LONDON: Gulf money is “absolutely essential” to support budgetary and financial stability in Jordan, a conference in London heard on Wednesday.
Speaking at Chatham House, Imad El-Anis, senior lecturer in Middle Eastern studies at Nottingham Trent University, said: “Only last week Gulf countries deposited about $1 billion into the Jordanian central bank to reinforce financial security and support reforms to improve living conditions for the wider population.”
Money, aid and investment from Saudi Arabia and other Gulf countries has been a central feature for several decades, he said. “Without it, the government in Jordan would be under far more pressure,” he said.
A good relationship with the GCC was a priority for Jordan and there was constant “institutional cooperation,” he said. “There has long been a reliance on external financial support.”
It was important for Gulf countries that Jordan remains stable in the light of turbulence elsewhere in the region.
El-Anis said that he welcomed the reopening of the Jordanian-Syrian border earlier this month following years of closure during the civil war. “That has restored a route that previously carried billions of dollars in trade from the region,” he commented.
El-Anis called for a more measured implementation of fiscal consolidation plans pushed by the IMF to reduce Jordan’s large public debt.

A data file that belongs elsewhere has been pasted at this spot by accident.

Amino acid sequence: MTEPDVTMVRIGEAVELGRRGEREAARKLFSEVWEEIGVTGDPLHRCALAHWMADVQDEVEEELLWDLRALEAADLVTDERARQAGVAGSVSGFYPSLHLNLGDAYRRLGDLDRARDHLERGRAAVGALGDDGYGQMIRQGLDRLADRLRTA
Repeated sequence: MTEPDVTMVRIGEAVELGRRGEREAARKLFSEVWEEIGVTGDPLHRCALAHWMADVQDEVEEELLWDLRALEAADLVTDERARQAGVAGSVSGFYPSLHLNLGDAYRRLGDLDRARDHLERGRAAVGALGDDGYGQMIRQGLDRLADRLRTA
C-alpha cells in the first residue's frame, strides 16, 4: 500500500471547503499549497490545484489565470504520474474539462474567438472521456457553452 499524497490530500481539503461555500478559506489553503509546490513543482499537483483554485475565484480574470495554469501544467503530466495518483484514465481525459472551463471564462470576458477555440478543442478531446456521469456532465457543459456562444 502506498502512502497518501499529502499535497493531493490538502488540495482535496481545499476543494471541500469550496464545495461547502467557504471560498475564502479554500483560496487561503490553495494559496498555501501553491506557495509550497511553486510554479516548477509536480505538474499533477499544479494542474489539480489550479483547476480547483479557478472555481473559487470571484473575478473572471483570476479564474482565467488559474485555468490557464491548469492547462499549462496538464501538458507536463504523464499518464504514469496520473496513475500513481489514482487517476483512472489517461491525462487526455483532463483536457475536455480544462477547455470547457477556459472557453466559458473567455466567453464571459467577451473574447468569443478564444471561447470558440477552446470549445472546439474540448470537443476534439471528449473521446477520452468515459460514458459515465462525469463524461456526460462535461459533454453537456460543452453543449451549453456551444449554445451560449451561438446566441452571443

He said: “I have seen neo-liberal policies employed in Jordan over the last 20 years and they haven’t been working (as) they have been taken wholesale, without concern for the welfare of citizens.”
In June protests in Jordan moved authorities to postpone tax rises — a key part of the IMF lending program. Jordan is struggling to bring the ratio of its debt-to-GDP ratio down from 94 percent to 75 percent, as well as trying to tackle unemployment of 18 percent.
In the summer, three Gulf states — Saudi Arabia, the UAE and Kuwait — pledged $2.5 billion in aid to Jordan to help Amman contain anger over austerity that had triggered protests across the country.
El-Anis said that there should be more support for small businesses in Jordan. He called for additional tax breaks and low-interest loans to help new enterprises find their feet.
“I still think you need competition and efficiency as the central driver of economic policy. But you also need to think about the way in which your communities can progress. What is their human condition?”
He said there should be more support for those who finish school or university as they transitioned to the workplace.
“Jordanians should be seen as resourceful, capable, intelligent.”
He added: “There is a lot of entrepreneurial potential in Jordan. But investment isn’t really there. Investment comes to larger corporations not smaller businesses,” he said.
Reuters recently reported that King Abdullah told the Cabinet that combating corruption remained the main priority for the government.
“The message to the people is: ‘We want to break the back of corruption in the country. It’s enough … we want to move forward. No one is above the law’,” he was cited as saying.